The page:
Have You Bought Something for less than $2,500 This Year?

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Have you bought something for less than $2,500 this year?

If so, you may be able to deduct these items in one year, rather than depreciating them. As with many IRS rules, it’s not quite this simple, but it’s very close.

This rule applies to all items except your home. They include, office equipment, computers, furniture, appliances, play equipment, home improvements, fences, patios and driveways.

Old Rule

Under old IRS rules, you had to depreciate items that lasted longer than one year. For many years the IRS allowed family child care providers, under an unwritten rule, to deduct in one year items that cost less than $100.

The new regulation makes it clear than anything purchased for less than $200 can be deducted in one year. If it’s used 100% for your business, deduct 100% of the cost. If it’s used for your business and your family, apply your Time-Space Percentage and deduct the business portion in one year.

The $500/$2,500 Rule

When the new IRS rule was announced in 2013 it said that providers could also deduct in one year items costing more than $200 and less than $500 if you attach a statement to your tax return indicating that you are electing to use this rule.

I had previously written about this: “The End of the $100 Rule.”

In late November of 2015 the IRS increased this $500 limit to $2,500!

Obviously, this makes many more items that you purchase eligible to be deducted in one year, rather than having to depreciate them. There is no limit as to how many items you can deduct under this rule as long as they individually cost less than $2.500.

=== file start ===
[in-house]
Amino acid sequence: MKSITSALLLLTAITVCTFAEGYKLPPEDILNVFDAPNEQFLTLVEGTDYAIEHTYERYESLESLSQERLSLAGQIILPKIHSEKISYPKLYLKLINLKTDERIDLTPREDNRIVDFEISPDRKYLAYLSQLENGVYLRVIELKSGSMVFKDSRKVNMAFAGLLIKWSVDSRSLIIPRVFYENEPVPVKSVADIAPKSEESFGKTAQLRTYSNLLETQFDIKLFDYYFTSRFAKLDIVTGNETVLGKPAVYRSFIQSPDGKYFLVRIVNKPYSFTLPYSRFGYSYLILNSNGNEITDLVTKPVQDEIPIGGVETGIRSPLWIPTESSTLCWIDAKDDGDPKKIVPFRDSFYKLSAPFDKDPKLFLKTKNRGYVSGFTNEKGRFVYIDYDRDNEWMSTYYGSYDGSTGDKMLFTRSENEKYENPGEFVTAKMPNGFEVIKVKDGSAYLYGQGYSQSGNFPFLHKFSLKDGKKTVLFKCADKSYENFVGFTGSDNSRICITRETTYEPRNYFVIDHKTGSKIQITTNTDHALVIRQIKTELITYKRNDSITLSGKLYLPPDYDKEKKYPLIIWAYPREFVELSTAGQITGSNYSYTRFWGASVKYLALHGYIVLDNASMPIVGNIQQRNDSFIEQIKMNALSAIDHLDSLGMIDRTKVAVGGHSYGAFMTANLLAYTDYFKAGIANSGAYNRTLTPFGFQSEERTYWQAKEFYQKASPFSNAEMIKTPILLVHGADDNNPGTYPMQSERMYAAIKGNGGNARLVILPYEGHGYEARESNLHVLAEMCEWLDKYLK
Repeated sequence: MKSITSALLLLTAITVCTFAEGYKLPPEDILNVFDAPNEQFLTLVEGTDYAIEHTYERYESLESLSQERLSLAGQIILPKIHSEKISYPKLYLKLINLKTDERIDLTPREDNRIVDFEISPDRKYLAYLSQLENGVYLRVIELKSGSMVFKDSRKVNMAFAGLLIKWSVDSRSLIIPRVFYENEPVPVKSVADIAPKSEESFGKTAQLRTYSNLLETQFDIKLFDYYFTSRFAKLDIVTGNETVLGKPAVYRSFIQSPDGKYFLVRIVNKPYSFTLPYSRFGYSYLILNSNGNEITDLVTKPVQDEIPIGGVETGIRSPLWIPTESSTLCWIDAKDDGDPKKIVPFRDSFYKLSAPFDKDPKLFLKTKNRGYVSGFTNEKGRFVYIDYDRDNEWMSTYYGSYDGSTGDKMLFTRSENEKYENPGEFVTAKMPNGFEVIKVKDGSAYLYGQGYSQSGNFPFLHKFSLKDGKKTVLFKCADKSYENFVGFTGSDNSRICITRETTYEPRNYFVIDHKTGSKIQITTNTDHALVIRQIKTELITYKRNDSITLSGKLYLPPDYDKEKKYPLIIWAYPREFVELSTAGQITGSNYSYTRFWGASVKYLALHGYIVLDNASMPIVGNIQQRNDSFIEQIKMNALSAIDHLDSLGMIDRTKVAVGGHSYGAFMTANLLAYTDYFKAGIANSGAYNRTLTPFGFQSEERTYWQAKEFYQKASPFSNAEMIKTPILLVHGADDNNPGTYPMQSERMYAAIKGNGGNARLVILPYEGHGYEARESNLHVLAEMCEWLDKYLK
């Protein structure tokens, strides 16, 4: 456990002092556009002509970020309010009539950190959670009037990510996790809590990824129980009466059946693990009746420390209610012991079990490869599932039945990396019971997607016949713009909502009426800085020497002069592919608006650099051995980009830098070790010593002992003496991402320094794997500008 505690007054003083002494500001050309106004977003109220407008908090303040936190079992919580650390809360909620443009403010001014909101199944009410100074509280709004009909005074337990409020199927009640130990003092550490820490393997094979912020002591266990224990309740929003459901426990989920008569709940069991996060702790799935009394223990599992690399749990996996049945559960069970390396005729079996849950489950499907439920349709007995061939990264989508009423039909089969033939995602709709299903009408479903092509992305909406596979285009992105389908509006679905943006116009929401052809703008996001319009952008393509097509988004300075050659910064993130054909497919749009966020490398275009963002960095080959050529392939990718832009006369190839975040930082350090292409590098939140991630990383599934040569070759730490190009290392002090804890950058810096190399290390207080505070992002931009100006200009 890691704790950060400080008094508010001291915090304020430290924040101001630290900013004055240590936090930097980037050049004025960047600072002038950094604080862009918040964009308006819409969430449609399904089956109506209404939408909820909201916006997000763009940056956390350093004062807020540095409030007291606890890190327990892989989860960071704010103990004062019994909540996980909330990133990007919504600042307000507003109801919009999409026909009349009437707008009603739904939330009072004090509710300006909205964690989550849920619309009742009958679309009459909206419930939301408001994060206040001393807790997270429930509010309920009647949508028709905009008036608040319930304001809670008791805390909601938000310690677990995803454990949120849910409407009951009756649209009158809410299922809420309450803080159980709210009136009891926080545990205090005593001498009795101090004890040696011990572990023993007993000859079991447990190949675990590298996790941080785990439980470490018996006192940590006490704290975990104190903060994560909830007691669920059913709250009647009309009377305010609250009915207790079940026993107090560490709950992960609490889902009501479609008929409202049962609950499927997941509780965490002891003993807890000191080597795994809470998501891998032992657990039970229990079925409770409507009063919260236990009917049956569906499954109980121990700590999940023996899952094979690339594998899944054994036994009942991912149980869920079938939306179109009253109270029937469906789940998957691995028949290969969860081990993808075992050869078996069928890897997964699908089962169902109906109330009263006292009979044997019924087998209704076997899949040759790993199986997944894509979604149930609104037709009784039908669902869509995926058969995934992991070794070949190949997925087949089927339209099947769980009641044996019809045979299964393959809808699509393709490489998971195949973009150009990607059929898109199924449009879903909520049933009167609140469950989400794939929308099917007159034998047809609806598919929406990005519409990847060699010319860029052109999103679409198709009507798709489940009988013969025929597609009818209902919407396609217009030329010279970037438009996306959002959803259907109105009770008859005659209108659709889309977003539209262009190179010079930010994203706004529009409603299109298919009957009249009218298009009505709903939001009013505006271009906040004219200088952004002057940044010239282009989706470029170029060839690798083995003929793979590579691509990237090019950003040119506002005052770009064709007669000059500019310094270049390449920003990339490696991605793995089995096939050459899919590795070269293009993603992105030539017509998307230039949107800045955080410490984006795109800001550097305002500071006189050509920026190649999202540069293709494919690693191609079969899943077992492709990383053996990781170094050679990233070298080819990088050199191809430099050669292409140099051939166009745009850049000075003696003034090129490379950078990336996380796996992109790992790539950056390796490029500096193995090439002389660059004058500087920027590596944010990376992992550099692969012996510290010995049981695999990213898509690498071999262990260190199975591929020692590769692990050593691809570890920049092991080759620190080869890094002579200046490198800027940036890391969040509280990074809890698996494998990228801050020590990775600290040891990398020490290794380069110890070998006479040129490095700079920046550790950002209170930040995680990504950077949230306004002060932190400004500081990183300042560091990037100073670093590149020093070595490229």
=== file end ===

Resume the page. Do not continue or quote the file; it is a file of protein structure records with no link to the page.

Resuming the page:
The $2,500 limit refers to individually invoiced items and includes any sales tax. For example, if you buy furniture and the receipt said, “Furniture – table and chairs – $3,000” you would have to depreciate this under the normal rules of depreciation (7 years for furniture and appliances). But, if the receipt says, “Furniture – 1 table $1000 and four chairs at $500 each” you could deduct all of the furniture in one year.

If the receipt said “Furniture – 1 table $2,600 and two chairs at $200 each”, you could deduct the chairs in one year, but you would have to depreciate the table over 7 years.

Annual Tax Statement

To use this rule you should attach the following statement to your tax return:

“Section 1.263(a)-1(f) De Minimis Safe Harbor Election

Your name _________________

Your address __________

EIN or Social Security Number __________

For the year ending December 31, 2015 I am electing the de minimis safe harbor under Treas. Reg. Section 1.263(a)-1(f) for my business expenses of less than $2,500.”

I would recommend entering these expenses on IRS Form 1040 Schedule C, Part V Other Expenses.  Add up all the items you are deducting under this rule and put them on one line and call them “De minimis safe harbor expenses.”

This rule must be elected each year you want to use this rule. So, you need to attach a similar statement to your tax return for each subsequent year you purchase items costing more than $200 and less than $2,500.